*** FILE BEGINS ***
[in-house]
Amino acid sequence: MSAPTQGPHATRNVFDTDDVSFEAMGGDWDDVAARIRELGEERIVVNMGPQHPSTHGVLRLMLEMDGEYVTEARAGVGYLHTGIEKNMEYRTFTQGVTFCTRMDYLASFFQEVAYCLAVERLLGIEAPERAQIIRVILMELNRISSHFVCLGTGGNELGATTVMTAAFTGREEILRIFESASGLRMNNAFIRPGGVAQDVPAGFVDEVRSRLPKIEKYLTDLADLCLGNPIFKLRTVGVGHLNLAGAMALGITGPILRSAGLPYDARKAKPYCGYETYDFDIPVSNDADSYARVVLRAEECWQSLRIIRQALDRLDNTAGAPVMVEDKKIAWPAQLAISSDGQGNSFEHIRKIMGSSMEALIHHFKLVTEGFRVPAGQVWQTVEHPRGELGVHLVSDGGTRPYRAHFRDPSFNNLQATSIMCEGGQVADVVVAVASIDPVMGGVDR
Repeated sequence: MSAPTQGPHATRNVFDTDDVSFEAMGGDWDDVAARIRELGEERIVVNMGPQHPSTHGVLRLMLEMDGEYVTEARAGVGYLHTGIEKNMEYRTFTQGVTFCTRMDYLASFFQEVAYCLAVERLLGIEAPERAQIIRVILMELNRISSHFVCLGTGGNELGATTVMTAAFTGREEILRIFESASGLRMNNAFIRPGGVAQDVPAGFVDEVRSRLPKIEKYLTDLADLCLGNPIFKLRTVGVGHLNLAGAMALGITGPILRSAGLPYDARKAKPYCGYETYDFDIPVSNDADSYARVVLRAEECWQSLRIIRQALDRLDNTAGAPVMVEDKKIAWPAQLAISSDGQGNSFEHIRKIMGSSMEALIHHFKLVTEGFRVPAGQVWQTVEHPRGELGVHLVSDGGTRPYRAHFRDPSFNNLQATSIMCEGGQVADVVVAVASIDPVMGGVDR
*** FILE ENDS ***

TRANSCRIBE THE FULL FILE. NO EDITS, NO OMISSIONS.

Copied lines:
[in-house]
Amino acid sequence: MSAPTQGPHATRNVFDTDDVSFEAMGGDWDDVAARIRELGEERIVVNMGPQHPSTHGVLRLMLEMDGEYVTEARAGVGYLHTGIEKNMEYRTFTQGVTFCTRMDYLASFFQEVAYCLAVERLLGIEAPERAQIIRVILMELNRISSHFVCLGTGGNELGATTVMTAAFTGREEILRIFESASGLRMNNAFIRPGGVAQDVPAGFVDEVRSRLPKIEKYLTDLADLCLGNPIFKLRTVGVGHLNLAGAMALGITGPILRSAGLPYDARKAKPYCGYETYDFDIPVSNDADSYARVVLRAEECWQSLRIIRQALDRLDNTAGAPVMVEDKKIAWPAQLAISSDGQGNSFEHIRKIMGSSMEALIHHFKLVTEGFRVPAGQVWQTVEHPRGELGVHLVSDGGTRPYRAHFRDPSFNNLQATSIMCEGGQVADVVVAVASIDPVMGGVDR
Repeated sequence: MSAPTQGPHATRNVFDTDDVSFEAMGGDWDDVAARIRELGEERIVVNMGPQHPSTHGVLRLMLEMDGEYVTEARAGVGYLHTGIEKNMEYRTFTQGVTFCTRMDYLASFFQEVAYCLAVERLLGIEAPERAQIIRVILMELNRISSHFVCLGTGGNELGATTVMTAAFTGREEILRIFESASGLRMNNAFIRPGGVAQDVPAGFVDEVRSRLPKIEKYLTDLADLCLGNPIFKLRTVGVGHLNLAGAMALGITGPILRSAGLPYDARKAKPYCGYETYDFDIPVSNDADSYARVVLRAEECWQSLRIIRQALDRLDNTAGAPVMVEDKKIAWPAQLAISSDGQGNSFEHIRKIMGSSMEALIHHFKLVTEGFRVPAGQVWQTVEHPRGELGVHLVSDGGTRPYRAHFRDPSFNNLQATSIMCEGGQVADVVVAVASIDPVMGGVDR